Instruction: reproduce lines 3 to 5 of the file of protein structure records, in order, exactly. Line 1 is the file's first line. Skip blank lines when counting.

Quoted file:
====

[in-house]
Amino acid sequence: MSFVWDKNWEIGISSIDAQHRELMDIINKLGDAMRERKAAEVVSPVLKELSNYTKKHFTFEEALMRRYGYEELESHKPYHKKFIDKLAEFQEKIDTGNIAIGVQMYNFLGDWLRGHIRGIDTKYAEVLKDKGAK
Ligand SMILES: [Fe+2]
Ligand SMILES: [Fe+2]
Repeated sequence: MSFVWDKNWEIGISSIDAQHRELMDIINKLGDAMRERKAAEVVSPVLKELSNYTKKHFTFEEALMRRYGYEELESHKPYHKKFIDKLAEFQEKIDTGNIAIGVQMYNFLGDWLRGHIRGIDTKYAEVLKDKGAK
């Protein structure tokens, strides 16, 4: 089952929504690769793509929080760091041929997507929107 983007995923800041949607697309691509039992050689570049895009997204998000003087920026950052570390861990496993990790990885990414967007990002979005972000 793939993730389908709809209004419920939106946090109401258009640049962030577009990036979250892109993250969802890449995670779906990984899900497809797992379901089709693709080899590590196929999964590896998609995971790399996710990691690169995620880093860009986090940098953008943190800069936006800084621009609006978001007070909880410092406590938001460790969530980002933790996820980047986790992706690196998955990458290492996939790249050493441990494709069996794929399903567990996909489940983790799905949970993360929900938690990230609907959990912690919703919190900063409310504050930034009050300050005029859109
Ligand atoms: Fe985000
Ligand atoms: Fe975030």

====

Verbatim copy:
Ligand SMILES: [Fe+2]
Ligand SMILES: [Fe+2]
Repeated sequence: MSFVWDKNWEIGISSIDAQHRELMDIINKLGDAMRERKAAEVVSPVLKELSNYTKKHFTFEEALMRRYGYEELESHKPYHKKFIDKLAEFQEKIDTGNIAIGVQMYNFLGDWLRGHIRGIDTKYAEVLKDKGAK